Why pay for an expensive piece of wedding wear when you can make it yourself for the cost of a few budget-friendly materials?
Iron all fabric to release any creases (image 1).
Fold fabric in half hamburger style and iron the fold (image 2).
Fold fabric in half hot dog style and iron fold (images 3 & 4).
Pin down template to fabric at the bottom fold (Images 1 & 2).
Cut fabric along template with scissors or rotary cutter (Image 3).
You'll end up with two identical pieces of bow tie fabric (Image 4).
Fold interfacing in half. Pin template to interfacing and cut out 2 pieces (Images 1 & 2).
Pin interfacing to backside (both ends) of one piece of cut fabric (Images 3 & 4).
Interfacing doesn't have to run the length of the tie - cut just enough to cover the bow on each end.
To make this step easier, you could opt for iron-on interfacing instead of sew-on interfacing.
Sew around the edge of the bow tie, removing pins as you go (Images 1 & 2).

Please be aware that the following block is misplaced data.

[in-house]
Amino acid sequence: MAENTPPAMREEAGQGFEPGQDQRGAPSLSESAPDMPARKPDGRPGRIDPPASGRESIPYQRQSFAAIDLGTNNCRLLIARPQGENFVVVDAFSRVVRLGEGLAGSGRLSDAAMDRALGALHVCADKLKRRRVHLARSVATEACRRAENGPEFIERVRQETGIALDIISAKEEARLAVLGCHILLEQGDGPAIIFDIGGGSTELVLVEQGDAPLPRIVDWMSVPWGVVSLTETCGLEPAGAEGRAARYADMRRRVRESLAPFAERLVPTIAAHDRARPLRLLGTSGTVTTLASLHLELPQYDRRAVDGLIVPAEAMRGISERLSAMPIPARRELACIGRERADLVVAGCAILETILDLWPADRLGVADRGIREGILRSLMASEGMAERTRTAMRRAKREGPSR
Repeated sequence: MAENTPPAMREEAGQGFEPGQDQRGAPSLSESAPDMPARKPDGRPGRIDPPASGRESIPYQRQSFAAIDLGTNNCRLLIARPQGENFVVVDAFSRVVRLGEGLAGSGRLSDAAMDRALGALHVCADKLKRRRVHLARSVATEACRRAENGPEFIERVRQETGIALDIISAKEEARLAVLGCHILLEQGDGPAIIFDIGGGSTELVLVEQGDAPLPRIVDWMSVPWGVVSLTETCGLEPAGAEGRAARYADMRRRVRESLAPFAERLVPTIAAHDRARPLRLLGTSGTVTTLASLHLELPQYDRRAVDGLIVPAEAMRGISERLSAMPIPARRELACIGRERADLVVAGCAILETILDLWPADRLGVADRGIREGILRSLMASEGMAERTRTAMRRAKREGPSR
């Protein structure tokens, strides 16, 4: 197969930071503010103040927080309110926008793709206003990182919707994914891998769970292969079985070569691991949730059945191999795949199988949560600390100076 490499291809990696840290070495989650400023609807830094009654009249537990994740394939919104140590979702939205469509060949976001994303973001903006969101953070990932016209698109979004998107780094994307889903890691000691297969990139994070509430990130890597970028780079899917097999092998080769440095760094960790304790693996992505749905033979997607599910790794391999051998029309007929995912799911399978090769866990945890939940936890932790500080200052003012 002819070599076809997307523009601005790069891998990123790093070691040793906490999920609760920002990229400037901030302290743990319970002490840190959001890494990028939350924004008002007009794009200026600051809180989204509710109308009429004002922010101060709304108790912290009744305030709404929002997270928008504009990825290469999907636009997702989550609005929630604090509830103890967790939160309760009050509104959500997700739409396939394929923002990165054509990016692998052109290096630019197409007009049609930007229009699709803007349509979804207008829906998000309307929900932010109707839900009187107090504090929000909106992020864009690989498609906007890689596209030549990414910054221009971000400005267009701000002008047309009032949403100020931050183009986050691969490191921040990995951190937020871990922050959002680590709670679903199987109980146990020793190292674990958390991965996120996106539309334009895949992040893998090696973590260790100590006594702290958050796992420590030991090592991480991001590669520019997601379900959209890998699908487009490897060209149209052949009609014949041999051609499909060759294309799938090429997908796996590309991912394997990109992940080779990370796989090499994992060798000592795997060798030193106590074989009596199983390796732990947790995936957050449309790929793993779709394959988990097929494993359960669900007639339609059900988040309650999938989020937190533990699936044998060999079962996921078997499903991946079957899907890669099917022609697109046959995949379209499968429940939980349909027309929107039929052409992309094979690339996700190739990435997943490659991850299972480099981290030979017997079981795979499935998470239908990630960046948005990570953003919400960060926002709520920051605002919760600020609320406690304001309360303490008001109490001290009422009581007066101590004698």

Leave a 3-4 inch gap in the middle of the neck band on one side (Image 3).
Trim excess fabric off the edges to prevent clumpy corners and curves when inverted (Image 4).
Gently pull fabric apart on one end of tie, using your finger to begin pushing the end of the tie in towards the neck gap (Images 1 & 2).
Using a small 1/8-inch dowel rod, continue pushing fabric toward, then out of the gap until bow tie is inverted (Image 3 & 4).
Repeat on opposite end until bow tie is completely inverted (Image 5).
Fold edges of gap in (Image 1), then iron flat (Image 2).
Sew opening shut (Image 3). Don't worry about sewing on the outside of bow tie since this part will be tucked under the collar of your shirt.
Iron finished tie and it's ready to wear. (Images 4 & 5)